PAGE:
The spirit is that of an old man. I am assuming Fairy since we are in the realm of the Fae, but his hair is so white and his eyes so pale that I can’t be certain if he ever had the typical Fairy characteristics of black hair and green eyes. His body is shriveled. Really shriveled. Put him next to a raisin and the raisin will seem round and sleek by comparison. He could not possibly have been shaped like that in real life. “Why is it so shriveled?” I call out to Adriel over the wailing.
“Come inside!” Adriel shouts back as she heads for the door. She adds, “Leave it out here.”
Like I was going to bring it with us. I give her a sour look before turning toward the terrace door myself. There, staring aghast at the spirit trying to free itself of my magic, is Mom. She is blocking the entrance and it would be rude to walk through her even if my eardrums are about to bleed. “Mom, go back inside! We’ll explain in there.” Not that we have an explanation. When she still doesn’t move, I snap my fingers in her face. Meaning I have to take a hand from one of my ears and I doubt my ear drum will ever forgive me. It takes several tries, and several levels of permanent deafness I am certain, to get Mom’s attention. Finally, she backs up so Adriel and I can pass. Like I said, we could have run through her if she didn’t come around, but on top of being rude, it would also be really freaking cold. I’m not sure Adriel’s head is ready for that kind of cold again. Picking up the pace, the Fallen Angel of Death and I practically run to the other side of the house. In the kitchen, we flop down on a stool at the island counter and finally take our hands from our ears. The wailing is still loud, but not piercing. I check my palms for blood and am relieved not to find any.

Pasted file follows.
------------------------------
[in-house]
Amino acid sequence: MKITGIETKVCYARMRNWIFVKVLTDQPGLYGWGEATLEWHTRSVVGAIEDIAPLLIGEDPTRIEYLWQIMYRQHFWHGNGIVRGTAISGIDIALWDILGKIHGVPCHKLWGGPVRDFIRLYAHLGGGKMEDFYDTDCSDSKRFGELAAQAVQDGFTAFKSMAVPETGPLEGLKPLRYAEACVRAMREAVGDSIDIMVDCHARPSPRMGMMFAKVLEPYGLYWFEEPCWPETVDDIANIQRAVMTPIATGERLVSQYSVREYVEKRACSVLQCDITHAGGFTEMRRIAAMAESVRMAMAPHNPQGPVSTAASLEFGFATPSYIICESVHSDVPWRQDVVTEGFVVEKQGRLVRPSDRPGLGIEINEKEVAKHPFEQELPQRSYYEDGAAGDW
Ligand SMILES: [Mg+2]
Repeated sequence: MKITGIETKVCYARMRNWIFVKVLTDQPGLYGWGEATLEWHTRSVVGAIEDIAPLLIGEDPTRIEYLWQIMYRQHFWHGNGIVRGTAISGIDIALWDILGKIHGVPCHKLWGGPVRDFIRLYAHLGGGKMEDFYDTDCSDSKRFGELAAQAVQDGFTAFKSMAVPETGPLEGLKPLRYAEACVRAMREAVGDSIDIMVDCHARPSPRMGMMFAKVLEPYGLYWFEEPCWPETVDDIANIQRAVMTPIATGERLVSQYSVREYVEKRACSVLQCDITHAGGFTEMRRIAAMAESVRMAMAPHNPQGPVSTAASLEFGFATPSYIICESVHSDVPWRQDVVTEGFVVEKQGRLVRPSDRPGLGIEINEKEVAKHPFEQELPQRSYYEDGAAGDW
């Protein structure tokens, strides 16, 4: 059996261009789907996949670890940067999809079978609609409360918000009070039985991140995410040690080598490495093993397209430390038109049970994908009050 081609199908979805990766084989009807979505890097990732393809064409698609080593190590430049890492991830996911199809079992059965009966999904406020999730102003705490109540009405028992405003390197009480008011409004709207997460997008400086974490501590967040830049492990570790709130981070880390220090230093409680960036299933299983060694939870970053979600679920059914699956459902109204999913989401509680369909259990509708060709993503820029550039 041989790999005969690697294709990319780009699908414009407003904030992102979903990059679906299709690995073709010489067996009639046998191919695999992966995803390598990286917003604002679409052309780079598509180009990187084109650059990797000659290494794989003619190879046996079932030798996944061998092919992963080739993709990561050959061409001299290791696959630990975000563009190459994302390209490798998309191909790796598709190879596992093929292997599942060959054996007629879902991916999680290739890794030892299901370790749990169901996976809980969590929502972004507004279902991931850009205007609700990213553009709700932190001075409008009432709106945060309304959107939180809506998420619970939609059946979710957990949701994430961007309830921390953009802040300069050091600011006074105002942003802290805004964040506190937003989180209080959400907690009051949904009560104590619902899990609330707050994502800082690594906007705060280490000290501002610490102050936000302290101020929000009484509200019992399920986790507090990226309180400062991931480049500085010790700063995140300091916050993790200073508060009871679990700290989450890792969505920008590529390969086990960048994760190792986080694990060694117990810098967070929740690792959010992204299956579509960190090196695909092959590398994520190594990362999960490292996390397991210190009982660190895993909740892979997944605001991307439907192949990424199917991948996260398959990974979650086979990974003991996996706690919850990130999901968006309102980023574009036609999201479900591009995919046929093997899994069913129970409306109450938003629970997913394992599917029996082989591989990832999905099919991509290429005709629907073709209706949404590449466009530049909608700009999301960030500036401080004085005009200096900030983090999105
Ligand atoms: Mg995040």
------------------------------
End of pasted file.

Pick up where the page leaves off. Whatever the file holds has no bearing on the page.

Fear lining her face, Mom asks, “What was that thing?” She glances over her shoulder to be certain it didn’t follow us.
“Don’t worry, I have it trapped,” I assure her. Turning to Adriel, I repeat my question from a moment ago. “Why does it look like that?”